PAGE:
Decisions of the Commissioner of Patents - Summary of decision number  1341

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This table provides a summary of decision number 1341

Decision Number 1341
Application Number 2222229
Date 2013-03-28
Patent Number n/a
CPC:
IPC: G06Q 30/06 (2012.01)
Topics J00: SUBJECT MATTER OF APPLICATIONS - Meaning of Art
J70: SUBJECT MATTER OF APPLICATIONS - Process or Method Claims
O00: OBVIOUSNESS

Decision Text

COMMISSIONER'S DECISION SUMMARY




C.D. 1341, Application 2,222,229


Obviousness, Statutory Subject Matter


The examiner rejected the application for being obvious and for being directed to non-statutory
subject matter.

The application was refused by the Commissioner of Patents.

IN THE CANADIAN PATENT OFFICE


DECISION OF THE COMMISSIONER OF PATENTS







Patent application number 2,222,229 was rejected by the examiner under Subsection 30(3) of
the Patent Rules. The rejection has been considered by a panel of the Patent Appeal Board
and by the Commissioner of Patents. The findings of the panel and the decision of the
Commissioner are as follows:











Agent for the applicant

MARKS & CLERK
Suite 1800
280 Slater Street
OTTAWA Ontario
K1P 1C2 INTRODUCTION

[1] This decision deals with a review by the Commissioner of Patents of the examiner's
Final Action (FA) on patent application number 2,222,229 which is entitled "SYSTEM
AND METHOD FOR DISTRIBUTED CONTENT ELECTRONIC COMMERCE". The
current applicant is RPX Corporation [Applicant] and the inventor is James McKanna
Gregory. The application was filed and a request for examination was received on
November 25th, 1997. The application claims priority from a United States application
filed on January 15th, 1997.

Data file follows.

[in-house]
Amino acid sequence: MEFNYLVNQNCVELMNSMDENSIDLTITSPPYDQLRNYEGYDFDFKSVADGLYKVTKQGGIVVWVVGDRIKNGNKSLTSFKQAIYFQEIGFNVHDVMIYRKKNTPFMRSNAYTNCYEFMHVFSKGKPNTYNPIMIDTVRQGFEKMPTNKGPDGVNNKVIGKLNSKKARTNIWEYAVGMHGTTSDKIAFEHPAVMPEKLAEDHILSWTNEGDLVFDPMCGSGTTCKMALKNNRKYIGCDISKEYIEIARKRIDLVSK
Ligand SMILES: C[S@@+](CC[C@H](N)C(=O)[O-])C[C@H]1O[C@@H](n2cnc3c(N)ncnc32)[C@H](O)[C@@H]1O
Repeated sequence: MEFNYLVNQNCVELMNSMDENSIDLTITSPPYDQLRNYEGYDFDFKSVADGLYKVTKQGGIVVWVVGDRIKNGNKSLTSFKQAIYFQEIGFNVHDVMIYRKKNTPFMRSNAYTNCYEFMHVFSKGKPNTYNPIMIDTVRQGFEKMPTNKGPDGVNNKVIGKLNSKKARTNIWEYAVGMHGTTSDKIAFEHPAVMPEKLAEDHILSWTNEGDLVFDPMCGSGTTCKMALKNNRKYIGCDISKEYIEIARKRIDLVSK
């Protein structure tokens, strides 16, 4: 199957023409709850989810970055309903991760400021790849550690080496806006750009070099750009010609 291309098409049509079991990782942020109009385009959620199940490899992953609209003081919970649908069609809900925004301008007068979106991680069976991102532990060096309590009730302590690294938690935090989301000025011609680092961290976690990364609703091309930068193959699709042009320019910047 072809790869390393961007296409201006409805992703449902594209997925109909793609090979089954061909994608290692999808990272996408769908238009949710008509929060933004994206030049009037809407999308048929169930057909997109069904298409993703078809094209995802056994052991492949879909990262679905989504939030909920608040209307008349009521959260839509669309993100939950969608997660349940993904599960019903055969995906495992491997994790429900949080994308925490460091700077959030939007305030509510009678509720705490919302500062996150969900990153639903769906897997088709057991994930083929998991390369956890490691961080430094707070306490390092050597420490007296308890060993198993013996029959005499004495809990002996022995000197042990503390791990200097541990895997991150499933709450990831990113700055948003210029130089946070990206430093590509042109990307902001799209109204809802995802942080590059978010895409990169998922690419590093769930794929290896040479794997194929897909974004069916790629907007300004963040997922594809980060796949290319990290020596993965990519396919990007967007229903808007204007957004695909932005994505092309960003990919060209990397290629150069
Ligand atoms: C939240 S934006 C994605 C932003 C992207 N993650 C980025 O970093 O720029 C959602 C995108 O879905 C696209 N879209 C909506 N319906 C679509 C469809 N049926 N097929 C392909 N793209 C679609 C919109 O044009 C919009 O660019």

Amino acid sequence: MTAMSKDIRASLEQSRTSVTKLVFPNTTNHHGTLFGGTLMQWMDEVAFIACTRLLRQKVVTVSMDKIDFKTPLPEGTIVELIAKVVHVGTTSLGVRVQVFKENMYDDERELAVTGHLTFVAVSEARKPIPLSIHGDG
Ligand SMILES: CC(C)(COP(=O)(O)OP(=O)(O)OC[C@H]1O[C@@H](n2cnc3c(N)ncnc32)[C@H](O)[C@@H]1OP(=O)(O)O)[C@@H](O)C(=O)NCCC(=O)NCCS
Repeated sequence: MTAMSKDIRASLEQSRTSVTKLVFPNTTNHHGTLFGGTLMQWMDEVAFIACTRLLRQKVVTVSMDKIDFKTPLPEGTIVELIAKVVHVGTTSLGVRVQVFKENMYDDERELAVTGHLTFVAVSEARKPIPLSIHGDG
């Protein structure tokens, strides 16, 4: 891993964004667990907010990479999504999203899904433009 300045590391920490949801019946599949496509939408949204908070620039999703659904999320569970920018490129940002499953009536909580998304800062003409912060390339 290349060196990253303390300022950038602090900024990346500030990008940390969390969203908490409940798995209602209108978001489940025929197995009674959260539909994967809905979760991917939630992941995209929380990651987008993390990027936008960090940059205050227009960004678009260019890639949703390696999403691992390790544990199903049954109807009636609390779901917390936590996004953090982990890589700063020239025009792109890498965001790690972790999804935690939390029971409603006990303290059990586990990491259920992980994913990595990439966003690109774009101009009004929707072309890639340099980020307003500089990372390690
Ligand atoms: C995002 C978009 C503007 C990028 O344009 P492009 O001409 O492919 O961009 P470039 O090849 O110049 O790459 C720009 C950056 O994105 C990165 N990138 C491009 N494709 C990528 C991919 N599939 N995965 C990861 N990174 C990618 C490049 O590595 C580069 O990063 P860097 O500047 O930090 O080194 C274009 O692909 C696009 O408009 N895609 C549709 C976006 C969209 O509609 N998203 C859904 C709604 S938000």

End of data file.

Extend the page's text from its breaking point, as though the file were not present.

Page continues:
[2] Following four examiner's reports, the examiner in charge of the application issued a FA
on November 20th, 2006 rejecting the application based on obviousness and non-
statutory subject matter. Applicant submitted arguments in response to the FA on May
22nd, 2007.

[3] Subsequent to the FA, on November 6th, 2008, the Supreme Court released its decision
in Sanofi-Synthelabo Canada Inc. v. Apotex Inc. 2008 SCC 61 [Sanofi] which outlined a
four-step approach to be followed when assessing the obviousness of a claim.

[4] Also subsequent to the FA, on March 5th, 2009, the Commissioner set out an approach
to be followed when assessing patentable subject matter under section 2 of the Patent
Act in view of Re Application 2,246,933 of Amazon.com Inc. (2009) C.D. 1290 [CD
1290].

[5] In a letter dated May 29th, 2009, Applicant was given the opportunity to address, in
writing and/or at a hearing, obviousness in view of Sanofi as well as section 2 in view of
the approach set out in CD 1290. Accompanying the letter was a Summary of Reasons
(SOR) provided by the examiner which clarified the particulars of the rejection of the
application for non-compliance with sections 28.3 and 2 of the Patent Act. In response
to the letter, Applicant provided written submissions on August 28th, 2009.